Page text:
A couple of years ago I wrote a post asking what the ‘three R’s’ for transport might be. Kids grow up knowing the ‘reduce-reuse-recycle’ approach to waste. It appears on council flyers and on posters. While some people argue that there are a lot more Rs that could be included, three is short enough to be memorable and easy. Is there an equivalent for transport that could help people to make good choices?
Here’s mine. It takes the acronym MAPS because it’s something you consult before you travel.
Minimise – first of all, is the journey necessary in the first place? Could you call or Zoom instead? Can you reduce the distance? What’s the shortest route? Can you combine tasks to save repeat journeys?
Active – can you reach your destination on foot or by bike? I’m going to go ahead and include hybrid travel modes like e-bikes in there too.
Public – could you take public transport? Is there a bus, train or tram to your destination?
Shared – if you’ve got this far, you’re probably looking at a journey that needs a car. So can you lift-share? Can you travel together? Maybe you can take a taxi.
If you get all the way through MAPS and there’s no good solution, take the car and don’t feel bad about it. Make it an electric car if and when you can.
MAPS works as a personal decision making tool, but these can be policy priorities too. As the UK looks at reducing transport emissions, the easiest way is to minimise the need to travel up front. Working from home is one of the breakthrough habits of the pandemic, and it is going to remain a bigger part of many people’s working lives.
At a local level, a council that was taking the M in MAPS seriously might decline planning permission for an out-of-town retail park, and invest instead in a high street that already has good transport links.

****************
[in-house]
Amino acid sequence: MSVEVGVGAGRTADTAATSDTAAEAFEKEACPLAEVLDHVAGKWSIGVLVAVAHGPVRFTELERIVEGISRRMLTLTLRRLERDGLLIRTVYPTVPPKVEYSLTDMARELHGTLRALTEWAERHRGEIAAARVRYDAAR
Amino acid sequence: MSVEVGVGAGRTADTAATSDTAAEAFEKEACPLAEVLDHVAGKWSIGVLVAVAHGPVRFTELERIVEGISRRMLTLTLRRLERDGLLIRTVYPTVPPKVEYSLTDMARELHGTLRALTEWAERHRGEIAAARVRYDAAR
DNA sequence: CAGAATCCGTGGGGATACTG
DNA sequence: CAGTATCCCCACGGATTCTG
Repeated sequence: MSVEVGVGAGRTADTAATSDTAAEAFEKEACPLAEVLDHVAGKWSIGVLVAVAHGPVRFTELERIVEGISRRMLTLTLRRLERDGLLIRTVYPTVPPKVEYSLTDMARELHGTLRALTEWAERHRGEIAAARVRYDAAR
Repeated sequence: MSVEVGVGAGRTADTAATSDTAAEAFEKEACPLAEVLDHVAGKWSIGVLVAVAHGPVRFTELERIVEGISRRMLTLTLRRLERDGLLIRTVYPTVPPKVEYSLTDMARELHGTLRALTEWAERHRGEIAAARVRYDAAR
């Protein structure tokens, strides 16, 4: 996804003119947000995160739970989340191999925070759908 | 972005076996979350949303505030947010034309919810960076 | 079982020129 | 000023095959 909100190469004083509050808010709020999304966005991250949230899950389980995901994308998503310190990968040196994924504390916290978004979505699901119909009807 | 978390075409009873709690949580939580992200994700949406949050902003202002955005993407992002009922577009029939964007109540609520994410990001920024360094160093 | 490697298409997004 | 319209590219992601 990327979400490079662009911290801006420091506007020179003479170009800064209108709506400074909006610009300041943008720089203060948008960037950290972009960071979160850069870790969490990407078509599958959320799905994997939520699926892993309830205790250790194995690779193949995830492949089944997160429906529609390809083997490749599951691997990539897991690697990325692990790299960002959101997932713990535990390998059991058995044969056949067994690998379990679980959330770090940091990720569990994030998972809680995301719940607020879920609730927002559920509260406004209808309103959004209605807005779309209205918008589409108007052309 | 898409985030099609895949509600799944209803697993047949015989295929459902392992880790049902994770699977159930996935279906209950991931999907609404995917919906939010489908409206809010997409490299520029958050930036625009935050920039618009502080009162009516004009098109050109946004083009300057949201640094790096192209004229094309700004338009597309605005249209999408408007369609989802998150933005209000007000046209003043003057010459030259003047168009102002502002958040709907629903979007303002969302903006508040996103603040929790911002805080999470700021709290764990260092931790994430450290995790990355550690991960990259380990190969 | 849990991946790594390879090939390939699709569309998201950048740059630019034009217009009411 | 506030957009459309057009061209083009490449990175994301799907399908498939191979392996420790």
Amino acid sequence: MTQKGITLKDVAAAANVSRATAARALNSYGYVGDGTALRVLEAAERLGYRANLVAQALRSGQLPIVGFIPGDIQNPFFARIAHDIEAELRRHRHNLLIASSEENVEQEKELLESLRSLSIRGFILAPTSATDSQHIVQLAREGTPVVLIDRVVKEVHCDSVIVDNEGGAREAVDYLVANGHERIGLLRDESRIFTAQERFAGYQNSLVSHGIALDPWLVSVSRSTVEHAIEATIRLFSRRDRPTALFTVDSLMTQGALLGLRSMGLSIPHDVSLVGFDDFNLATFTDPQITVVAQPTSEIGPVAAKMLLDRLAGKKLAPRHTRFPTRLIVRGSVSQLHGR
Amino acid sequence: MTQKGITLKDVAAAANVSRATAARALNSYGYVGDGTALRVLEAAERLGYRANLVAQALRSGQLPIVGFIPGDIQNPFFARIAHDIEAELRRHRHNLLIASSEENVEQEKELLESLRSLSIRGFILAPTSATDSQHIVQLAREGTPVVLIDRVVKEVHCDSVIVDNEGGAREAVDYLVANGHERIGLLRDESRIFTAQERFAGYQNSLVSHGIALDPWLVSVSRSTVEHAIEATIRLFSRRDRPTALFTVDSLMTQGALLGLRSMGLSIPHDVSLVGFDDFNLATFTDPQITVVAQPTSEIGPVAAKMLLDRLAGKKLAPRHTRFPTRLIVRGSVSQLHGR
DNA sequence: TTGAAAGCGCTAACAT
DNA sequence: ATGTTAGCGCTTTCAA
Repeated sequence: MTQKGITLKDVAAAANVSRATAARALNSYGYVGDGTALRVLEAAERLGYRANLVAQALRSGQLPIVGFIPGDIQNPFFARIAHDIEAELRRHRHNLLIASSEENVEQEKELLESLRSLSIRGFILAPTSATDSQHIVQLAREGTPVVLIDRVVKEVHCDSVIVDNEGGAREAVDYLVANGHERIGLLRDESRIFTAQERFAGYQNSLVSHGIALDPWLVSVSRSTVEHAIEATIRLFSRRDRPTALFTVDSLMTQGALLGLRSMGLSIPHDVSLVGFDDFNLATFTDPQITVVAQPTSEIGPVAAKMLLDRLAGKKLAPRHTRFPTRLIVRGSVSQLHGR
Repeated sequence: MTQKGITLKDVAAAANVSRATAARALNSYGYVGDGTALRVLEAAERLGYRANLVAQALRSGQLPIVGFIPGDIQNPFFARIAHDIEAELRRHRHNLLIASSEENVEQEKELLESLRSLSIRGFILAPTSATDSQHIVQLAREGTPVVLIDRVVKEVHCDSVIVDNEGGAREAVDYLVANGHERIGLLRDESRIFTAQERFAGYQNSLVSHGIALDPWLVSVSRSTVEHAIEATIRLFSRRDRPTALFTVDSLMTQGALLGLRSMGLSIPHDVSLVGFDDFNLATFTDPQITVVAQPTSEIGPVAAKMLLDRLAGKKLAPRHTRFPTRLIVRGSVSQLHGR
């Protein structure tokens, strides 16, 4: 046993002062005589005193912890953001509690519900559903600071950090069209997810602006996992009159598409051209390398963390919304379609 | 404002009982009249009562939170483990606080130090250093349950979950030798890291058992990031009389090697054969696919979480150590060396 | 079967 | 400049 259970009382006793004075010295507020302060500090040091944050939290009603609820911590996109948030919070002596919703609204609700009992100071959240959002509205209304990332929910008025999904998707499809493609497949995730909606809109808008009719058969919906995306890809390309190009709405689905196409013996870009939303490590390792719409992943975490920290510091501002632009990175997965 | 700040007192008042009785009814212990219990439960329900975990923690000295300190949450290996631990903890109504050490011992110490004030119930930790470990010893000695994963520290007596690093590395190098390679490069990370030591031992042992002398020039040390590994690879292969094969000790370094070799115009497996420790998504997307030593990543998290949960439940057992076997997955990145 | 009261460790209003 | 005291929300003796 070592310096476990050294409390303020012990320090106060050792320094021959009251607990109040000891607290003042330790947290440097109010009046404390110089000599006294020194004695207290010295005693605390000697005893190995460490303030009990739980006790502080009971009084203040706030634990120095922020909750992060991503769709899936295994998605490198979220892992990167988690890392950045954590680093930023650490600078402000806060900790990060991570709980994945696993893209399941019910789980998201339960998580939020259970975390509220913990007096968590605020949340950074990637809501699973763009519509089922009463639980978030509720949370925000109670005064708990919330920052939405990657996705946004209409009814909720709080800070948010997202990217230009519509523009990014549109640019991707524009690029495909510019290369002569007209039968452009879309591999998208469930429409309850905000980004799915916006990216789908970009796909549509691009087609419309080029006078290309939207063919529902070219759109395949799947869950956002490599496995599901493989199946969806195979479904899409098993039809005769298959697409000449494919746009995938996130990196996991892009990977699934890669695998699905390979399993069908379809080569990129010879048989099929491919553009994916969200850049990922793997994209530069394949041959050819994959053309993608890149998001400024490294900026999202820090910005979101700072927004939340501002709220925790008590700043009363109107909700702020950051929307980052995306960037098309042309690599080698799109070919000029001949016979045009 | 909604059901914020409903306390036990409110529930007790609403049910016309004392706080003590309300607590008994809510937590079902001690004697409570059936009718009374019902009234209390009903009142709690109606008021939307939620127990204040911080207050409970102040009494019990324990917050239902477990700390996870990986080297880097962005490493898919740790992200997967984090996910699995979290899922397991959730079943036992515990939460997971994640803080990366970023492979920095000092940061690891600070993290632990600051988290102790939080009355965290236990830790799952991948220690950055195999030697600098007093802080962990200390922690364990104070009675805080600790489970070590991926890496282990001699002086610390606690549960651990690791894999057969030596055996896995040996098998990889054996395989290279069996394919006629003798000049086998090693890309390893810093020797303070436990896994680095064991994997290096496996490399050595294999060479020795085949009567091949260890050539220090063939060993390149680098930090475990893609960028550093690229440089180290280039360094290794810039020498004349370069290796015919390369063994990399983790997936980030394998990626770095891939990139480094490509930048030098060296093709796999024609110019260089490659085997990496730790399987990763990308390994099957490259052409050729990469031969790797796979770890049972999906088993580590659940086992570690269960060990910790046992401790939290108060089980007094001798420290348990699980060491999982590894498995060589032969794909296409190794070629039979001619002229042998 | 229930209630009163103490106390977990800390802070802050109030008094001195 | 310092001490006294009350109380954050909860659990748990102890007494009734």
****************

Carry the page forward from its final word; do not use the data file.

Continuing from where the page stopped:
Where are people having to take unnecessary journeys? All across the country there are people who have to go to see their doctor regularly just for a repeat prescription of their medication. Make it possible (and optional) to do this by video call and you could save millions of miles of travel every year, as well as saving people’s time.
Active transport is the first priority for actual journeys because it brings the most side-benefits to health and wellbeing. Supporting active transport means investment in cycling infrastructure, safe walking routes and designing walkable neighbourhoods. It could include cycle training in schools, lower traffic speeds, and attention to public space along particular walking routes to make them attractive.
Public transport comes next, and picks up where distances are too far for most people to walk or cycle. In too many places the bus is considered second-class, an option for people who can’t afford to join the traffic in their own private car. But every well-used bus clears a huge amount of road space, transporting many more people in less space. They free up road space as well as reducing emissions. It’s possible to switch the dynamic and give buses priority – something that’s been done successfully in Latin America in many places. If public transport is the faster and better option, the case for it is easily made.
Shared transport, which would include things like calling an Uber, fills a particular niche in between public transport and private cars. Where it can really make a difference is where it is done at scale. For example, when sporting or cultural events calculate their carbon emissions, audience travel is by far the largest component. There often isn’t an easy public transport solution, so encouraging and facilitating ride-sharing or chartered coaches is a good option.
With attention on all of these different modes of transport, the need for cars is dramatically reduced – and with it traffic, emissions, pollution, noise, and road accidents. What remains should be electrified. But if the first bullet point in your list of policies for sustainable transport is electric cars, you haven’t done your homework.